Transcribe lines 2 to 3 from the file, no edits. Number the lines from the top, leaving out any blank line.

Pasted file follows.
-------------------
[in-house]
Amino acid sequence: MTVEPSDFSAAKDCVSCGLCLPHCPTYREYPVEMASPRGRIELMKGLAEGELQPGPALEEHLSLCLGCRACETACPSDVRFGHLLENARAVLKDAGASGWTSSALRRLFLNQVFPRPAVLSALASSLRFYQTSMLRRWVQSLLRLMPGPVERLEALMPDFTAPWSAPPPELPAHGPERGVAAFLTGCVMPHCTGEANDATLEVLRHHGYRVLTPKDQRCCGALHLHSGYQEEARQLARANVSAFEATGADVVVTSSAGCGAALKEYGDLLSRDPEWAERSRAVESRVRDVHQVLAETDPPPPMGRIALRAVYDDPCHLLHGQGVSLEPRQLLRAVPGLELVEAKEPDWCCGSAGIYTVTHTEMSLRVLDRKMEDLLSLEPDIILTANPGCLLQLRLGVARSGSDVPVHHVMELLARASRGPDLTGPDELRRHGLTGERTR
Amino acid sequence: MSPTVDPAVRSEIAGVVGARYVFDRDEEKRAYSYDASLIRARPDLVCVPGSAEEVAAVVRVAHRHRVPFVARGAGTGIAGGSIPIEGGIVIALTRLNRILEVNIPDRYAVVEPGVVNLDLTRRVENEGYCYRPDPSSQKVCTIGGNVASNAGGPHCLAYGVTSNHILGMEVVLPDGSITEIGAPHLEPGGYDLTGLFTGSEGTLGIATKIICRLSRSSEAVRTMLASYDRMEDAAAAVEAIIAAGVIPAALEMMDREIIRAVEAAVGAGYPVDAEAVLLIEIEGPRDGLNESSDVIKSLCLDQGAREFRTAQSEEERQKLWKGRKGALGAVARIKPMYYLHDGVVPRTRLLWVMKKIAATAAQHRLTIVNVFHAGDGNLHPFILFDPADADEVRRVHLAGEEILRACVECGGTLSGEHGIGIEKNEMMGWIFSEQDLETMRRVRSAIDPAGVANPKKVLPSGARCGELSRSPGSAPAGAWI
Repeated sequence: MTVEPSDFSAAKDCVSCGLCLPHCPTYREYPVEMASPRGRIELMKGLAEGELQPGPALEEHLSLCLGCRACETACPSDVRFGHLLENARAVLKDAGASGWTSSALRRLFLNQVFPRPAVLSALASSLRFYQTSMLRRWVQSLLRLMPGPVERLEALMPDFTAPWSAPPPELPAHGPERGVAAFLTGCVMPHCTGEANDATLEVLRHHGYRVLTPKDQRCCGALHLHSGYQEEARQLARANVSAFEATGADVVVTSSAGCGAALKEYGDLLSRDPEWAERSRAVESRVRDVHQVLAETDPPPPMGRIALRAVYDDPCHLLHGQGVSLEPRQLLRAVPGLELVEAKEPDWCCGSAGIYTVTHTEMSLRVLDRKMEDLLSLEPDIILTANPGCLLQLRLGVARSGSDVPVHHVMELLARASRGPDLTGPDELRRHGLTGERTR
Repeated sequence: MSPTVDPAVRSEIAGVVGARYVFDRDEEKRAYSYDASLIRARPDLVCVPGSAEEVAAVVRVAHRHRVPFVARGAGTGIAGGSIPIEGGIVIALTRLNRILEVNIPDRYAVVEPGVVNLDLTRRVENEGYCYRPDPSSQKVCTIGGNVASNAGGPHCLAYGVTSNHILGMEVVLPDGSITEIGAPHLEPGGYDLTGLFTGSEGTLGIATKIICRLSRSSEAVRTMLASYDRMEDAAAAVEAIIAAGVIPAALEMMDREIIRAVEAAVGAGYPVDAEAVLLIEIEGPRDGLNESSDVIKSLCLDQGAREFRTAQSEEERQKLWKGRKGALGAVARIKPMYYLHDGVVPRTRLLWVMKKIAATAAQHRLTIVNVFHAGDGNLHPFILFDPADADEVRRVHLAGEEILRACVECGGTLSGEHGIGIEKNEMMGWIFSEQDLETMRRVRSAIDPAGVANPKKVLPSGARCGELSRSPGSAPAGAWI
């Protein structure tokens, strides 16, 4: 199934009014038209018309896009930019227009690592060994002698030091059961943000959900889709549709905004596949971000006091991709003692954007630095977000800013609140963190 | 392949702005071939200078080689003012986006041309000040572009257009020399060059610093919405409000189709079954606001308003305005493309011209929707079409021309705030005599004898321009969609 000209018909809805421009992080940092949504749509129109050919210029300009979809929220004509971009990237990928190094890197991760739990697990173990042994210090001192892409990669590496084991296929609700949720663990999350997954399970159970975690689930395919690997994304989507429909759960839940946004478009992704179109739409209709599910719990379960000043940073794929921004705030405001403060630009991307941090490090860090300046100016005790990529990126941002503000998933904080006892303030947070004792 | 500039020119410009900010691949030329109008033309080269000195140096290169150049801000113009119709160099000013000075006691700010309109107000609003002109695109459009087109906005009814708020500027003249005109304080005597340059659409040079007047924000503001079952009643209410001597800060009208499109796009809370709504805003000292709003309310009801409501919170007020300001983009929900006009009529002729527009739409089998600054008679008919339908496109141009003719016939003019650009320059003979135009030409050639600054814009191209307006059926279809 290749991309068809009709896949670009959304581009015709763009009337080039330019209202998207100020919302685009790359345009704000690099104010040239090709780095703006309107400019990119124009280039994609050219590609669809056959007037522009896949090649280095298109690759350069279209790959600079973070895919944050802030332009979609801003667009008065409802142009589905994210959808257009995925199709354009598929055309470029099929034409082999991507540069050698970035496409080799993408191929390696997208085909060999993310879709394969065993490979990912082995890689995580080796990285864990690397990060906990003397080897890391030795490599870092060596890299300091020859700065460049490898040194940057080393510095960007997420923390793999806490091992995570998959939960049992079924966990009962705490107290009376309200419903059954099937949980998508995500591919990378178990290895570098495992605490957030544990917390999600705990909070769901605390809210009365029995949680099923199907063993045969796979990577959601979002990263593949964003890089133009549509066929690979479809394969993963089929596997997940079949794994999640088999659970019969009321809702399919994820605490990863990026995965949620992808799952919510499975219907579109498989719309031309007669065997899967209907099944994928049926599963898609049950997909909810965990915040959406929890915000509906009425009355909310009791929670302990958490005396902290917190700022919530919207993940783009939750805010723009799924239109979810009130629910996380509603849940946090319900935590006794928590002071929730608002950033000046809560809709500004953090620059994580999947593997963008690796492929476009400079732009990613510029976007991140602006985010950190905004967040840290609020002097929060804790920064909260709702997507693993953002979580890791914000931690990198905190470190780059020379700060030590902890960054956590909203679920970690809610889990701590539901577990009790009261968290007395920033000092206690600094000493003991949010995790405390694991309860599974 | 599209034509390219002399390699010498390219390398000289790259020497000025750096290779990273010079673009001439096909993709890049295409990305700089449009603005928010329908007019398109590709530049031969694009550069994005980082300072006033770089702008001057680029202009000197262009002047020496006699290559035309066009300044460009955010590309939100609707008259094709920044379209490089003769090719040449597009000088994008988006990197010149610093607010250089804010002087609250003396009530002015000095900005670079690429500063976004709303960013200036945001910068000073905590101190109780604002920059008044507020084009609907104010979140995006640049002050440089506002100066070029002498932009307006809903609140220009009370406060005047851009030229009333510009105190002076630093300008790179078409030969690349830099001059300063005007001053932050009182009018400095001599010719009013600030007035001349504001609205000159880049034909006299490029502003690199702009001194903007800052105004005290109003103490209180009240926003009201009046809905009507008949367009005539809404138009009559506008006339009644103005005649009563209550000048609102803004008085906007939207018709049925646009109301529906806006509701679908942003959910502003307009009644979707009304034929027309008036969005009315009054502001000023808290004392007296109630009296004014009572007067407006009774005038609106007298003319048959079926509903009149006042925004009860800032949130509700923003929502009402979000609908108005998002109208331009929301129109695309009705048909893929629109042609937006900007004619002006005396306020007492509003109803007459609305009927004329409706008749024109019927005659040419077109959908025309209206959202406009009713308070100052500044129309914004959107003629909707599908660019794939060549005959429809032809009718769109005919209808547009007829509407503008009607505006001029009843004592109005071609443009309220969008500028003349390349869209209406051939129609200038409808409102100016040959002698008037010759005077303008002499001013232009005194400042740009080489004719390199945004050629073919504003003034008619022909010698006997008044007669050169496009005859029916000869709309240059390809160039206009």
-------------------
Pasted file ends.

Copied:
Amino acid sequence: MTVEPSDFSAAKDCVSCGLCLPHCPTYREYPVEMASPRGRIELMKGLAEGELQPGPALEEHLSLCLGCRACETACPSDVRFGHLLENARAVLKDAGASGWTSSALRRLFLNQVFPRPAVLSALASSLRFYQTSMLRRWVQSLLRLMPGPVERLEALMPDFTAPWSAPPPELPAHGPERGVAAFLTGCVMPHCTGEANDATLEVLRHHGYRVLTPKDQRCCGALHLHSGYQEEARQLARANVSAFEATGADVVVTSSAGCGAALKEYGDLLSRDPEWAERSRAVESRVRDVHQVLAETDPPPPMGRIALRAVYDDPCHLLHGQGVSLEPRQLLRAVPGLELVEAKEPDWCCGSAGIYTVTHTEMSLRVLDRKMEDLLSLEPDIILTANPGCLLQLRLGVARSGSDVPVHHVMELLARASRGPDLTGPDELRRHGLTGERTR
Amino acid sequence: MSPTVDPAVRSEIAGVVGARYVFDRDEEKRAYSYDASLIRARPDLVCVPGSAEEVAAVVRVAHRHRVPFVARGAGTGIAGGSIPIEGGIVIALTRLNRILEVNIPDRYAVVEPGVVNLDLTRRVENEGYCYRPDPSSQKVCTIGGNVASNAGGPHCLAYGVTSNHILGMEVVLPDGSITEIGAPHLEPGGYDLTGLFTGSEGTLGIATKIICRLSRSSEAVRTMLASYDRMEDAAAAVEAIIAAGVIPAALEMMDREIIRAVEAAVGAGYPVDAEAVLLIEIEGPRDGLNESSDVIKSLCLDQGAREFRTAQSEEERQKLWKGRKGALGAVARIKPMYYLHDGVVPRTRLLWVMKKIAATAAQHRLTIVNVFHAGDGNLHPFILFDPADADEVRRVHLAGEEILRACVECGGTLSGEHGIGIEKNEMMGWIFSEQDLETMRRVRSAIDPAGVANPKKVLPSGARCGELSRSPGSAPAGAWI